Wet your wall down before applying plaster. Then, you scoop a tray of material with the trowel and head towards your wall. You'll want to always scoop the heavy wet material with the bottom of the trowel, not the top. Repeatedly using top to scoop will eventually break the handle away from the trowel blade.
With the plaster on the tray, you head to an open spot in your wall and push as much plaster as possible upward onto the wall. Its a little bit tricky to get the material to stay on the wall the first time. Much of it may fall to the floor. There are several things you can do minimize losses and get the plaster to stay on the wall. Firstly, you only want to apply thin coats at a time. So, estimate how much material you need to cover an area, then push the plaster on to the wall as high as you can go. The thinner the application, the lighter, and more likely it is to stay in place. Secondly, do it fast. At first, it is difficult to push the heavy material onto the wall, because you have been carrying buckets of sand for the last few days and you are tired. It will take several tries and maybe a couple nights rest before you can go faster. Thirdly, as you push the plaster up the wall, wiggle the trowel from side to side. It helps the material stick better.
You'll want to push several trays onto the wall quickly, covering about one square meter. Then you can go back and smooth the area out. Your objective here is to make the area as flat as possible using the trowel. Rub high spots to low spots, making that section of the wall nice and even. Before going on to the next section of wall, take a fork or small rake and scratch lines in the newly applied plaster. This will help the next layer adhere better. Once you have completed the first layer of plaster some cans may still be showing. Those will be covered in the next layer. Continue applying layers until the wall is nice and smooth and you have a quarter inch (1cm) clearance around your door edges and bottles. The final layer of plaster, you can scratch or rub with a sponge to make the surface gritty for application of the final coating of white material.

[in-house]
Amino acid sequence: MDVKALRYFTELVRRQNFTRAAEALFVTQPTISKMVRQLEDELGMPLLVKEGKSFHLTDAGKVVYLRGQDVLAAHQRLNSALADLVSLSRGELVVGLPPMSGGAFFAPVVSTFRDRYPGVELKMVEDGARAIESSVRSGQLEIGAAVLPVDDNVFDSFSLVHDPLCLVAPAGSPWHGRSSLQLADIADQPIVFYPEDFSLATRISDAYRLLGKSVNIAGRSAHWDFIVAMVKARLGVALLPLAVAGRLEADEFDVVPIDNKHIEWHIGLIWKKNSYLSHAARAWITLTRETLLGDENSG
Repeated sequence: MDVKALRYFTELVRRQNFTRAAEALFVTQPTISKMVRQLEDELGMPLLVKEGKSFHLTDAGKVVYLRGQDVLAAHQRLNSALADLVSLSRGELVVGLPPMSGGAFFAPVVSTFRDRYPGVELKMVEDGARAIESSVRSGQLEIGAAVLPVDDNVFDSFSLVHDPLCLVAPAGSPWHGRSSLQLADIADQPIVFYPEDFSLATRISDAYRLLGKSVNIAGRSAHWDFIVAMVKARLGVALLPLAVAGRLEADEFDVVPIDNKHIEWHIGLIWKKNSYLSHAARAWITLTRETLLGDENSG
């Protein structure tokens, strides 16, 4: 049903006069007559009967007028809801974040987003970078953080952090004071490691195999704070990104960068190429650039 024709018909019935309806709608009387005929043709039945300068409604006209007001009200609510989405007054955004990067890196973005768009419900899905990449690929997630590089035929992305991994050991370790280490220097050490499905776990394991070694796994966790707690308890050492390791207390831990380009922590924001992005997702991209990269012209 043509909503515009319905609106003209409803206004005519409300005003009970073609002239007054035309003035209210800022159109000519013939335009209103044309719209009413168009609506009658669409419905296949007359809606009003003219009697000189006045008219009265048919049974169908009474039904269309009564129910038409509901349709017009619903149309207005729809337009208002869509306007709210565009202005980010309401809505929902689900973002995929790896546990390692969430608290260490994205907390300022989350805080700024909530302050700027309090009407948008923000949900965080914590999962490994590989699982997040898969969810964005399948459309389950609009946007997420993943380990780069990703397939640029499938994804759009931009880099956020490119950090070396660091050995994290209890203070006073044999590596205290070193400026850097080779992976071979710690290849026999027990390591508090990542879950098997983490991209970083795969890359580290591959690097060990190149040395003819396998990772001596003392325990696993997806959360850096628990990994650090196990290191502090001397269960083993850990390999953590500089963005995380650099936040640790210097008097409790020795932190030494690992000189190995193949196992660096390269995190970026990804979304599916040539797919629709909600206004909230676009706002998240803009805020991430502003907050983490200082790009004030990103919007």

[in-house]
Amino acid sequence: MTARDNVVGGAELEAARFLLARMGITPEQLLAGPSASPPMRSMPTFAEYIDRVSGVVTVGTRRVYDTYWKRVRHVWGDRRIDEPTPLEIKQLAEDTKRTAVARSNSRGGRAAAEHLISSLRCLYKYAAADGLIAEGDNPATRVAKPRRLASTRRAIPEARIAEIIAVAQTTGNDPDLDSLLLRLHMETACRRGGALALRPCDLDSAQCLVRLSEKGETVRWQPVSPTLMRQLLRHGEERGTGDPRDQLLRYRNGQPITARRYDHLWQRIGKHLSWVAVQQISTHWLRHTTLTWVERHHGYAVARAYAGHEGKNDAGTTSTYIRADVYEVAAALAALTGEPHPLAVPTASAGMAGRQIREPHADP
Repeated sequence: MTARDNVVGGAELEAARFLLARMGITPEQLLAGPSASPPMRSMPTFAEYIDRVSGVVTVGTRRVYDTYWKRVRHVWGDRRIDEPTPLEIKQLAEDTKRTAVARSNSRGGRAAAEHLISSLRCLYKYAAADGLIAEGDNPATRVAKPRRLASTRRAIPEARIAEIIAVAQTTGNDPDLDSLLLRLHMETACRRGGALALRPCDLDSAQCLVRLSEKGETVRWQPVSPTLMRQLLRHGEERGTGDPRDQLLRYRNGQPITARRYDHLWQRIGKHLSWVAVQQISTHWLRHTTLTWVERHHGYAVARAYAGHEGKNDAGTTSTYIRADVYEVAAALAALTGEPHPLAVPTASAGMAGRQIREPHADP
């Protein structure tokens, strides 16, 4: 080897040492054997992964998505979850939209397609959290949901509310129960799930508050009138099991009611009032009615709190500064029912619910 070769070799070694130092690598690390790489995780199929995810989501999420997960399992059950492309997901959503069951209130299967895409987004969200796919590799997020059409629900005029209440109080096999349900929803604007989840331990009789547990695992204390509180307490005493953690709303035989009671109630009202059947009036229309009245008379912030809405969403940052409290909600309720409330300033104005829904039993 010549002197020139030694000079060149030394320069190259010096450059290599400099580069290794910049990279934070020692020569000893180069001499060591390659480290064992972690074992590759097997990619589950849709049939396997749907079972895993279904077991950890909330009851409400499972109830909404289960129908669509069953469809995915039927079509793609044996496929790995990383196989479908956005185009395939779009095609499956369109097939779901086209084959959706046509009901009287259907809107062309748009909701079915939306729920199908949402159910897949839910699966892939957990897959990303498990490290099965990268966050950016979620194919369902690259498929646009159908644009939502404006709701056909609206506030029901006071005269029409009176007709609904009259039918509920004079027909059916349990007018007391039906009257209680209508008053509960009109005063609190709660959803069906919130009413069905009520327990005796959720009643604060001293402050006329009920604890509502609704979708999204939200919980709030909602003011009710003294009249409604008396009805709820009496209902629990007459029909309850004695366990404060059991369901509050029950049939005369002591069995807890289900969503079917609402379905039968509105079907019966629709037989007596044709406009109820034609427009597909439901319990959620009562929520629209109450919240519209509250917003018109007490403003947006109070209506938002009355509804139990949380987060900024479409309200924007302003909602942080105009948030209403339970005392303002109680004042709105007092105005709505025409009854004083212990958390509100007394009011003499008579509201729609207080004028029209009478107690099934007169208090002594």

The edges of your can wall that butt against other materials such as wood should have attached a layer of metal mesh called lath. The lath is a mesh material that has diamond shaped openings where the edges of the diamond are angled upward. This helps hold the plaster material to the wall. Lath is necessary when plastering near other materials because as the wood dries out it changes shrinks. If the lath is not used the plaster will crack or a gap will be left between the plaster and wood. Screwing the lath to the cans requires some technique. You'll want to make sure the lath is tied down to the can securely. The achieve this make sure the threads of the screw stop at the edge of the can. If the screw is longer than the width of the can, punch it through to the other side of the can, so that the screw is penetrating both sides of the can. Try to select the bottom edge of the can if possible.
Your finished can wall should almost as smooth as dry wall in a conventional house. There will be minor hills and valleys in the can wall, so don't spend an eternity trying to get it perfect. Make sure your tools are clean after every work session.
When completing a tire wall, there are large spaces between the tires that must be filled. Using soda cans along with mud reduces the amount of Portland cement needed to fill the large areas. You slap mud into the v-shaped spaces with your hands and then work it in until it sticks to the tires. You don't need to fill the space in one try. Press in one edge pointed can, apply more mud to cover it, then press two more cans over that. You are trying to bring the crevices to the surfaces of the tire edges so that the tire wall will be as flat as possible. This will take several applications. Don't forget to scratch each application of mud, so that the next layer will stick easier.
Tags: Earthships, Alternative Building Materials, Tire Walls, Portland Cement, Recycled Cans, Off-grid Living, Thermal Mass, Greenhouse, Grey Water, Black Water, Ventilation, Cistern, Solar Panels, Rainwater Catchment